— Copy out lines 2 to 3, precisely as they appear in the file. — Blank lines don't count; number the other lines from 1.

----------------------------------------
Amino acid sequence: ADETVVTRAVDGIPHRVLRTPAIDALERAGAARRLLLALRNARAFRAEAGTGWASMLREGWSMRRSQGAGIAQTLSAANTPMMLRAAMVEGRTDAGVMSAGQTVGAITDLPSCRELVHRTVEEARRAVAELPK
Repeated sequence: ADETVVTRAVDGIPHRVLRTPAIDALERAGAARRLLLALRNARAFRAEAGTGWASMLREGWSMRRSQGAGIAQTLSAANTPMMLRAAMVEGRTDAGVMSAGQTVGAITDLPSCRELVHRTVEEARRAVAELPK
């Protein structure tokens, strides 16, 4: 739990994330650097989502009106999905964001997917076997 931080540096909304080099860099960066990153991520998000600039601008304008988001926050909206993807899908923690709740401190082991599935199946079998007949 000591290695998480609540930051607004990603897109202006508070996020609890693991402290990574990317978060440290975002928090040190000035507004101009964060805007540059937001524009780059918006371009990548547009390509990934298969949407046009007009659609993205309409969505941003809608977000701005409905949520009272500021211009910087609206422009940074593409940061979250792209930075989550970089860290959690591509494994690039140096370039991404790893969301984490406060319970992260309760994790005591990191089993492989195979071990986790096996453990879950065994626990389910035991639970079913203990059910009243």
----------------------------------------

Repeated sequence: ADETVVTRAVDGIPHRVLRTPAIDALERAGAARRLLLALRNARAFRAEAGTGWASMLREGWSMRRSQGAGIAQTLSAANTPMMLRAAMVEGRTDAGVMSAGQTVGAITDLPSCRELVHRTVEEARRAVAELPK
């Protein structure tokens, strides 16, 4: 739990994330650097989502009106999905964001997917076997 931080540096909304080099860099960066990153991520998000600039601008304008988001926050909206993807899908923690709740401190082991599935199946079998007949 000591290695998480609540930051607004990603897109202006508070996020609890693991402290990574990317978060440290975002928090040190000035507004101009964060805007540059937001524009780059918006371009990548547009390509990934298969949407046009007009659609993205309409969505941003809608977000701005409905949520009272500021211009910087609206422009940074593409940061979250792209930075989550970089860290959690591509494994690039140096370039991404790893969301984490406060319970992260309760994790005591990191089993492989195979071990986790096996453990879950065994626990389910035991639970079913203990059910009243």